Also, just to let the world know the insanity of NBA 2K simulations, this happened.

After flaming out in the playoffs last season to his former teammates in Miami, LeBron decides to betray Cleveland after one year and go to...the Magic?

Mickey gets his man.

We’re living in a simulation

Without Melo to anchor the team, I’m fully expecting a brutal and painful season behind my young guys.

2K does not disappoint me.

The Knicks stumble out of the gate and quickly show an ineptitude that will haunt us all year long. This 75-66 loss to the 76ers might be the most ridiculous box score I’ve ever seen, a caveman throwback to the darkest days of NBA history; keep in mind all of the games are set to simulate the length of a real NBA game.

Imagine paying $90 dollars to watch the Knicks score 26 total points in the second half.

My favorite part of using 2K16 for this simulation might be the hilarious misevaluations of players that currently dominant the NBA but didn’t have the pedigree six years ago. About two months into the season, I received this inbound offer from the 76ers.

A legion of Sam Hinkie fanatics felt a great disturbance in the force. I raced to accept this and thought, while hilariously unrealistic in 2020, this trade might be equally plausible to the real-life Andrea Bargnani deal around the same time?

I traded Robin Lopez and his multi-year contract for more cap relief and draft picks, and then flipped Nick Young for a similar package, netting another unprotected first in the process.

The final nail in the 2016-17 Fake Knicks came with an eerily similar KP injury, as Porzingis dislocated his patella and missed the entirety of the season.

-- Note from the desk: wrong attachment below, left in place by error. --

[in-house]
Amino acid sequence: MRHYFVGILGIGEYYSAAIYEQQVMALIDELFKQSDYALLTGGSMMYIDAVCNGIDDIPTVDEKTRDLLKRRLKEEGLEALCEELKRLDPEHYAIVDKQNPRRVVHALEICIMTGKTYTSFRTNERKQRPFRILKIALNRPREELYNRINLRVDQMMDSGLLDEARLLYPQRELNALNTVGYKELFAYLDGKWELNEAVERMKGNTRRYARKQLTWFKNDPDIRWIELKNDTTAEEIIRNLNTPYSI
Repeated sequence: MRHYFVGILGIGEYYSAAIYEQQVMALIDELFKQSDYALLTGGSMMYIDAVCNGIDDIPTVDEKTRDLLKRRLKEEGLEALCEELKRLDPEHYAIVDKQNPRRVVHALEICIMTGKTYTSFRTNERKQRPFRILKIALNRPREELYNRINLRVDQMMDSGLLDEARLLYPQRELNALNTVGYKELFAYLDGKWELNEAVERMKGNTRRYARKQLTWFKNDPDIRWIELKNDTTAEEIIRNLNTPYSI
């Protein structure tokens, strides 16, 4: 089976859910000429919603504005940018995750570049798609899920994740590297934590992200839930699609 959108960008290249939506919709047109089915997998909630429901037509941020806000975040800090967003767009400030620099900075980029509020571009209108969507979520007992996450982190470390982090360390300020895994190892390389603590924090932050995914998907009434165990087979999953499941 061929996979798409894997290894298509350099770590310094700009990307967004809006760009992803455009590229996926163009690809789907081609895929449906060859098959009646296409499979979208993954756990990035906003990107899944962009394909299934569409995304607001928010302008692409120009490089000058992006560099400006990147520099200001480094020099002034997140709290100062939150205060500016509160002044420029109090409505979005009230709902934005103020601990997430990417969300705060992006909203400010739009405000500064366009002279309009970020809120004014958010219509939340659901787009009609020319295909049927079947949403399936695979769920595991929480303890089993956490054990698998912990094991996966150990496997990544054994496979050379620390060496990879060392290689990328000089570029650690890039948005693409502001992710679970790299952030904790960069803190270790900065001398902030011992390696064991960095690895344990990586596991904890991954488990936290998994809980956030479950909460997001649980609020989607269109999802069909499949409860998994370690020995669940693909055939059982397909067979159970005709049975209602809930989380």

We end the year 29-53, 14th in the East and far outside the playoffs.

A look around the Warm the Bench fictional universe

Avert your eyes, Oklahoma readers, as the Thunder go back-to-back in this universe with yet another NBA championship. This time, Russell Westbrook wins the regular season and Finals MVP, as the Thunder sweep a LeBron-less Cavs team. In our reality, LeBron has the opposite of the Midas touch, with all of his former teams making the NBA Finals almost immediately without him.

With one year in the future, the simulated NBA rookies begin to join the league. The 76ers’ Donovan Rivers, potentially a distant relative to Doc and Austin, wins the Rookie of the Year. He averages 12.4 points, 1.7 rebounds, 5.6 assists, and a steal per game; basically, he’s a less efficient version of ROY winner Malcolm Brogdon.

How’d I do compared to the real life Knicks?

I tried my best to lose, and did it well. The 2016-17 real Knicks thought they built a contender, and produced only two more wins than me at 31-51.

Every single move by the Phil Jackson front office backfired. Per Basketball Reference, Derrick Rose managed to average 18 points, 4.4 assists, and 53% true shooting, but his off-court nightmares plagued the entire season. He disappeared without warning for a game, and his prolonged sexual assault trial revealed disgusting behavior that still clouds Rose’s image in the league today–this Deadspin article summarizes the events succinctly.

Courtney Lee produced well for a spell, but eventually became a negative asset dumped in the Porzingis to Dallas trade. Joakim Noah went from a promising piece in the frontcourt to one of the biggest contract albatrosses in the league, forcing the Knicks to eventually stretch his contract for some slight cap relief. 

He will be getting paid $6.4M through the 2022 season.

Both the fictional and the real Knicks enter the 2017 offseason with more questions than answers. For me, the pain of a devastating season and the loss of franchise star Carmelo Anthony will only be worth it with if I can draft a superstar and smartly use my newfound cap space. For the real Knicks, they hope for luck in the draft lottery, only a slight regression from Melo, and a chance at a young star to pair with Kristaps.

Neither works out exactly to plan.

WTB Knicks: 29-53, 67-97 after two seasonsReal Knicks: 31-51, 63-101 after two seasons

Finally, a quick aside

I’m still processing the absolutely tragic and shocking death of Kobe Bryant, his young daughter Gianna, and seven others in a helicopter crash last week. I’m far from qualified to eulogize Kobe, and you can find so many beautiful odes to the man, his daughter, and the others lost in this tragedy.

What I will say is that this event, more so than any, underlines the random cruelty of life and the need to live yours as fully as possible. Call your loved ones, tell a friend you’re thinking of her, and put in the work to do that thing you’ve always wanted to do.